The Parousia of Christ in the Thessalonian Correspondence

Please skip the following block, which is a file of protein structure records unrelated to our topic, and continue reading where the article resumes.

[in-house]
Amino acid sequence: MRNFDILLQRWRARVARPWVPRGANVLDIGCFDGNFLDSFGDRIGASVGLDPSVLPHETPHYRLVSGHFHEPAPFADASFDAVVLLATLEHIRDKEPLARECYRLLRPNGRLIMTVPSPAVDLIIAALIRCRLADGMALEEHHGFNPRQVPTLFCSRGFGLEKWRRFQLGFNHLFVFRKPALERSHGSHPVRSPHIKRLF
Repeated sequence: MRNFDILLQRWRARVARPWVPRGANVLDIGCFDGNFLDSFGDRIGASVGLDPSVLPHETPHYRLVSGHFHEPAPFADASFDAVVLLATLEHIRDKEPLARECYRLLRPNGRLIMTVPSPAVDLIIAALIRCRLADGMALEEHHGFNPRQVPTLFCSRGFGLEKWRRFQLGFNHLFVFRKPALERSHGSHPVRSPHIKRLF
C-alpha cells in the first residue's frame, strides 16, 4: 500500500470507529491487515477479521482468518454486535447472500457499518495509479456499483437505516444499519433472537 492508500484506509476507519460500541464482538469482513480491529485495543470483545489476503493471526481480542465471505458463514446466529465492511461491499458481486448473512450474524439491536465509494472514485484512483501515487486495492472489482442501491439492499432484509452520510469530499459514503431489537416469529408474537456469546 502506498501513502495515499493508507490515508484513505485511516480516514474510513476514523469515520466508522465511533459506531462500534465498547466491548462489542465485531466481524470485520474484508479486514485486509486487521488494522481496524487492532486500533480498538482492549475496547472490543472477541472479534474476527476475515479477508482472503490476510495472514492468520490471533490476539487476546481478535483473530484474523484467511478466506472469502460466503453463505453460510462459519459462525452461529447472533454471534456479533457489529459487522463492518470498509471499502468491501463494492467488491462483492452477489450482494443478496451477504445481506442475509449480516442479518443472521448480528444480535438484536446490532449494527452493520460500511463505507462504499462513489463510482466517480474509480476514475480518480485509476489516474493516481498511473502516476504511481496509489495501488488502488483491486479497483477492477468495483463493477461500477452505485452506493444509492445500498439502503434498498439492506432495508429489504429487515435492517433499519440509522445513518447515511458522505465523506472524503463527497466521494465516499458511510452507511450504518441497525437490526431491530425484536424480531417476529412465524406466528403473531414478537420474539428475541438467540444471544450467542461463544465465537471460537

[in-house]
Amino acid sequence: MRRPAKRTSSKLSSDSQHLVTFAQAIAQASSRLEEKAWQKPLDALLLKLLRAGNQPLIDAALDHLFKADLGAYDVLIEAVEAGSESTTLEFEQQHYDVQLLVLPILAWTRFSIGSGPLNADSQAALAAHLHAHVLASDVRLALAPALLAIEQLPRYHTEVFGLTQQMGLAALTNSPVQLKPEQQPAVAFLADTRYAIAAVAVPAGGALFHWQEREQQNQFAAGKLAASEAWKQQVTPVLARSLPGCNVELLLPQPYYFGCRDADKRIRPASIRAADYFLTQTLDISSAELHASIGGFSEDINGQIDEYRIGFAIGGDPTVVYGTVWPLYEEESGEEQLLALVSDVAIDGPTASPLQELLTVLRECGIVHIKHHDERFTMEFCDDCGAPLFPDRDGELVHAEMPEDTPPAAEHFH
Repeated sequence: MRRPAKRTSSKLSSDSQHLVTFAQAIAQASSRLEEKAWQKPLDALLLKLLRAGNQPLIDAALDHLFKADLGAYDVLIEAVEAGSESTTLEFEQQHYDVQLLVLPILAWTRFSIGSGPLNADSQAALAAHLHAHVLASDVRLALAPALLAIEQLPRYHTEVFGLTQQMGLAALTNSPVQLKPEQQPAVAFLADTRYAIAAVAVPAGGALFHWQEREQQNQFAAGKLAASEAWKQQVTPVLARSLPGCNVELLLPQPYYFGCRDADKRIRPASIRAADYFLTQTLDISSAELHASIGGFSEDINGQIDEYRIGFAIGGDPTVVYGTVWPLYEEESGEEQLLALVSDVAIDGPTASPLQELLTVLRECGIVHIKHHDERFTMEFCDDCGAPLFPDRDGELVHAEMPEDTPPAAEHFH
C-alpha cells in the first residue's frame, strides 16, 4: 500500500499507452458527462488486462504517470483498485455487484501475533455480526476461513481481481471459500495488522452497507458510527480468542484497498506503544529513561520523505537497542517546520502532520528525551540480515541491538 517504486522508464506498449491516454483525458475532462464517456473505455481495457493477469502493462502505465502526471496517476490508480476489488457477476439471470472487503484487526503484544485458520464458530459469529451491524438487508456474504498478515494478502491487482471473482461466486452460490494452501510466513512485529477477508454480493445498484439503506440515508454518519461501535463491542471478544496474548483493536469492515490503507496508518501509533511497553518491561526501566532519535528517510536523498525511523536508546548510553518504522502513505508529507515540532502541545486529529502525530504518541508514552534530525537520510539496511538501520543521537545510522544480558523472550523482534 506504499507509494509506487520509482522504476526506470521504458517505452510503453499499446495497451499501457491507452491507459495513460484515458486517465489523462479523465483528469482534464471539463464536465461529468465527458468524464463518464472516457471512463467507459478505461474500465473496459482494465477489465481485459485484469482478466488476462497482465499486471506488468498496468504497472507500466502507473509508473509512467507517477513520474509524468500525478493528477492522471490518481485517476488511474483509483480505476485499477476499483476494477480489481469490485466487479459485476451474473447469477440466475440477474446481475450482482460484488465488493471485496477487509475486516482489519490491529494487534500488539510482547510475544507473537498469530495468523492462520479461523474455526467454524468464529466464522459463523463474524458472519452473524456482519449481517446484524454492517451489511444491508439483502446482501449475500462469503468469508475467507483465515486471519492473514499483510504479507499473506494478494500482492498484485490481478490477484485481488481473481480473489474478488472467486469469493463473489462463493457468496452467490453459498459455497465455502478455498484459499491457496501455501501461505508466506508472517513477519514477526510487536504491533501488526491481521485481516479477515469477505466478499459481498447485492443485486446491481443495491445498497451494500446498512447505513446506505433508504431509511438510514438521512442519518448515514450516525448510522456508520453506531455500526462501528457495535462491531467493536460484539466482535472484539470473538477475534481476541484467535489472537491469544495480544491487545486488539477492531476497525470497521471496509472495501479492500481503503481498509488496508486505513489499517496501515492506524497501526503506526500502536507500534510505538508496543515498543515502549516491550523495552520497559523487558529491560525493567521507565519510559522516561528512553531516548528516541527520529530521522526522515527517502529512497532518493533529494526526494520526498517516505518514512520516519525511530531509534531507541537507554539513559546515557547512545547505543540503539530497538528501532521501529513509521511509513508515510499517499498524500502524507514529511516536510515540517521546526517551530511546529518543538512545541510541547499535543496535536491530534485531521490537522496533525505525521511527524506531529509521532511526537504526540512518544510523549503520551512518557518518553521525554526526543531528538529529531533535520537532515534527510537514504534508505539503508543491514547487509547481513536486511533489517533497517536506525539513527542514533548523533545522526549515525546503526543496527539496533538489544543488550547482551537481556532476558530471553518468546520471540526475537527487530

The purpose of the present study is to examine the meaning and significance of the Parousia of Christ in the Thessalonian Correspondence. As a prelude to this, in chapter one we consider the four main approaches in recent study to the problem of eschatology in the New Testament. These approaches are (1) consistent eschatology, (2) realized eschatology, (3) demythologized eschatology and (4) salvation-historical eschatology. Our statement of these approaches focuses upon (a) their interpretation of the theology of Paul, (b) the particular place of 1 and 2 Thessalonians and (c) the continuing relevance of the Parousia of Christ in each of these approaches. The tentative result of this examination is that the salvation-historical interpretation provides the most adequate understanding of the New Testament data on the subject of eschatology. We may, therefore, use 1 and 2 Thessalonians as a test case for the salvation-historical understanding of the New Testament and to see whether or not the salvation-historical approach sheds new light on our understanding of these two letters. In the second part of our introductory chapter we survey the problems raised in recent study of 1 and 2 Thessalonians, especially as they relate to eschatology. We examine the form, function and meaning of these eschatological passages to see how they fit into the structure of the letter as a whole and into their immediate contexts. In chapter three we examine exegetically the eschatological pericopes in 2 Thessalonians, which feature the Parousia of Christ as in 1 Thessalonians, to determine their form, function and meaning. Chapter four then presents a biblical-theological construction in which we distil from our exegetical study the aspects of the Parousia of Christ which we have discovered to be important in 1 and 2 Thessalonians. These aspects are: 1) the Christocentric aspect, 2) the soteriological aspect, 3) the salvation-historical aspect, 4) the judicial aspect, 5) the ethical aspect, 6) the antagonistic aspect and 7) the theocentric aspect. We examine each of these aspects in 1 and 2 Thessalonians (and briefly note their occurrence elsewhere in Paul). In chapter five we show the implications that our study on the eschatological material in 1 and 2 Thessalonians has for the question of the authenticity of 2 Thessalonians. We conclude that, so far as its eschatology is concerned, 2 Thessalonians is most probably genuinely Pauline. In our final chapter we deal more generally with Paul's apocalyptic presentations of the Parousia. We show how Paul was using apocalyptic imagery to make theological statements. We show how elsewhere he makes similar theological statements but without the apocalyptic descriptions. This leads us to suggest that the essential theological statements regarding the Parousia remained constant in Paul's writings though the imagery changed. Paul maintained an "apocalyptic framework" but used a variety of imagery. We then show how Paul's apocalyptic presentations of the Parousia relate to the essential theological statements he was making and to the Church's contemporary kerygma. We suggest that it would be following Paul's own pattern to reformulate the basic theological tenets in language and imagery understandable to contemporary hearers. We, however, suggest that the salvation- historical framework which insists upon the reality of the yet future Parousia of Christ must be maintained. The Parousia hope must not be rejected as erroneous, dissolved into present realities, or demythologized. In an appendix we briefly consider the phenomenon of the application of God-language to Jesus as it is in evidence throughout 1 and 2 Thessalonians. We show that this attribution of God-language to Jesus is especially prominent in eschatological material as it is used to comfort those who are suffering.